Photo by Graciela Barada.
Race politics and gender politics intersect greatly in American and Cuban societies alike, a phenomenon whose reality is both concerning and intriguing to me. Cuba is still very much a patriarchal country; still, it is important to note the significant sociopolitical and economic strides that women have made in the past decades. For example, Cuban women have long since had access to health care; a champion of reproductive rights, the Cuban government continues to educate its citizens about safe-sex practices and has made contraceptives available to the general public. Additionally, pregnant women are granted paid maternity leave (although this figure, like the average Cuban salary, is still hauntingly low), something which is neither guaranteed nor easily attainable to most women in the United States.
On the eve of our departure, I spoke with women in my family about the preeminence of sexism in Cuba; I was struck by the sheer honesty and raw truthfulness of their words, which gave me a lot to think about on the flights back to Los Angeles. My sister informed me that today, women were the dominant breadwinners in the average Cuban household, a fact which “drove the men crazy.” She explained that she and her female friends routinely go out for a drink or tea, discussing their goals, achievements, fears, and joys with one another in a safe space. This liberating tradition, she explained, is starkly contrasted with the degradation that many Cuban women are consistently subjected to by their male partners. Despite the legal strides in women’s rights and gender equality, an underlying culture of sexism, heteronormativity, and machismo is persistent in Cuba.
Oftentimes, when my sister and her girlfriends went out with their partners, the men discouraged intellectual conversations, making remarks along the lines of “Do you think that you’re European?”and “Be more realistic.” From the aforementioned conversation, and my observations of gender roles, I gathered that the expectation of women’s submissive and obedient behavior is pervasive amongst Cuban men. Few men support the notion of female empowerment, adopting instead a very zero-sum mentality, which regards women’s liberation as “emasculating,” rather than as the just distribution of sociopolitical power and rights. It was almost as if my younger sister (Paloma) and I, both of us teenagers, could go nowhere without receiving a stringent series of catcalls or comments about our appearances. The men, and sometimes boys, who blatantly stared at or leered at us varied in age, trade, size, and race, leading me to conclude that sexism, a pervasive phenomenon, spanned all settings, regardless of class and location. Still, there is hope: although many Cuban women occupy “traditional” domestic roles and jobs, there are vast numbers of female police officers, government workers, restaurant servers, doctors, and nurses.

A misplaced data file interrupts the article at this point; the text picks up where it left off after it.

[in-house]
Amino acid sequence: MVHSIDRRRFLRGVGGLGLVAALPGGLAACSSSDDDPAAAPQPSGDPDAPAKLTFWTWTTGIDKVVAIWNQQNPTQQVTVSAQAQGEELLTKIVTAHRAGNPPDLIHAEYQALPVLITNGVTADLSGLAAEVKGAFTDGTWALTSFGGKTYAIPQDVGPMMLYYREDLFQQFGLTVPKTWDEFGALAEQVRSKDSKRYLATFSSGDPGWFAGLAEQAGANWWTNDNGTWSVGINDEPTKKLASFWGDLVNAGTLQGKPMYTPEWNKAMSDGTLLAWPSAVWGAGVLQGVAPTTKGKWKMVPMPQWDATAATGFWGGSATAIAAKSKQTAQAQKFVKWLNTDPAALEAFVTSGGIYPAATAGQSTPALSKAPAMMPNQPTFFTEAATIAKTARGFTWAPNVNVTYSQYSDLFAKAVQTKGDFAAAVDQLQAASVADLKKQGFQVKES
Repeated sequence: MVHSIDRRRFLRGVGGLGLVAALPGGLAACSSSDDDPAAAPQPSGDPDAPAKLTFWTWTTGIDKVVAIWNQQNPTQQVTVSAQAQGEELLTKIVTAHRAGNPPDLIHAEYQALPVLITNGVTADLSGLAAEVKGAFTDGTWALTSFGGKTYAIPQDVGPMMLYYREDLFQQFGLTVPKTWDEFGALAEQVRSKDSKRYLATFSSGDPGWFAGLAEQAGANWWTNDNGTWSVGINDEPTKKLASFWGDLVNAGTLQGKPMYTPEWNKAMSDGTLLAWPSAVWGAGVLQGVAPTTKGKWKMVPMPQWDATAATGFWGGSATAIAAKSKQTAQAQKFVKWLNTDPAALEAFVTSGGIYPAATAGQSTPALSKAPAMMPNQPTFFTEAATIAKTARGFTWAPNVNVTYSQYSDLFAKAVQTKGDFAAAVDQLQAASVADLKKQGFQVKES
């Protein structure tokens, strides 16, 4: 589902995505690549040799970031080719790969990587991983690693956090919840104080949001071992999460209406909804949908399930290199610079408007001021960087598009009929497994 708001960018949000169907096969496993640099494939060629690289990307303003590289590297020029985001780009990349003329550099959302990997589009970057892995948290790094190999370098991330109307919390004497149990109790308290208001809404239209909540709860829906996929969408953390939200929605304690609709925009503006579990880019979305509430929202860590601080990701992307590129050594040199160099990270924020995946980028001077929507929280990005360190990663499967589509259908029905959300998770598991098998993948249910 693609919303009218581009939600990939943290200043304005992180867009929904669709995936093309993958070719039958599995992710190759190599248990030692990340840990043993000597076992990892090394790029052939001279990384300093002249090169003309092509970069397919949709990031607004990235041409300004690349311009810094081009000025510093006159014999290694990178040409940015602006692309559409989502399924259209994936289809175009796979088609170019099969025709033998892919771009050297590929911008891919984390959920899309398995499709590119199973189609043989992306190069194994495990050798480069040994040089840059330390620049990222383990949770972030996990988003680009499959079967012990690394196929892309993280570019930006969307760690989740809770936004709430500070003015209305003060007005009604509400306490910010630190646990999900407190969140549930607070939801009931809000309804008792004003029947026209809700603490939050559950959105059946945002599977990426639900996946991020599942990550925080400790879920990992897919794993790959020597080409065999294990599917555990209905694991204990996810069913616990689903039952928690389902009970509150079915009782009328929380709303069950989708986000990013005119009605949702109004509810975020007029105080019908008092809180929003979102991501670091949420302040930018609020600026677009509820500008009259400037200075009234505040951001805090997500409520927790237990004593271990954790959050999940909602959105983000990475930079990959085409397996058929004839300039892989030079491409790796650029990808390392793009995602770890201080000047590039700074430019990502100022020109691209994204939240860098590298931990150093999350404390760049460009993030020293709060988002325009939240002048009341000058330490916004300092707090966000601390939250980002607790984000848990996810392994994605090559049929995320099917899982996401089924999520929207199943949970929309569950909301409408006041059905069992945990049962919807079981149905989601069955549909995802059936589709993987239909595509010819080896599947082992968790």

Colorism remains a pervasive force in Cuban society, which I found to be saddening yet unsurprising. Born into a world which Euro-centrically celebrates certain features such as straight hair, lighter skin, green or blue eyes compared to curlier hair, darker skin, brown eyes, my Cuban sister and female cousins have been flooded with devaluing comments about their appearances. Across the globe, black women (and men) have adopted this colorist mindset, having been taught to praise “white” features rather than to accept, embrace, and love themselves as they are. Having internalized this toxic mindset, many of my Cuban black female relatives and acquaintances often made self-deprecating comments about their looks and complimented my “good hair” and “pretty skin.” Sadly, many of them seemed to envy and believed to be inherently more beautiful.
In both the United States and Cuba, black women are subjected to racism and sexism, which play a significant role in forging their sense of self-worth and identity. Specifically, dark-skinned women are the greatest victims of this overlapping oppression. Colorism pressures black women to constantly question their worth and re-define themselves according to the strict societal norms it enforces. This is an adverse challenge that, on one hand, is daunting to fight against; nonetheless, in my experience (and to my knowledge), this reality is an inevitable battle that women in communities of color must confront. The ways in which we choose to tackle colorism can serve as an empowering or unifying force amongst women of color by creating a counter-culture which crushes its insidious effects and informs us of our unique social identities.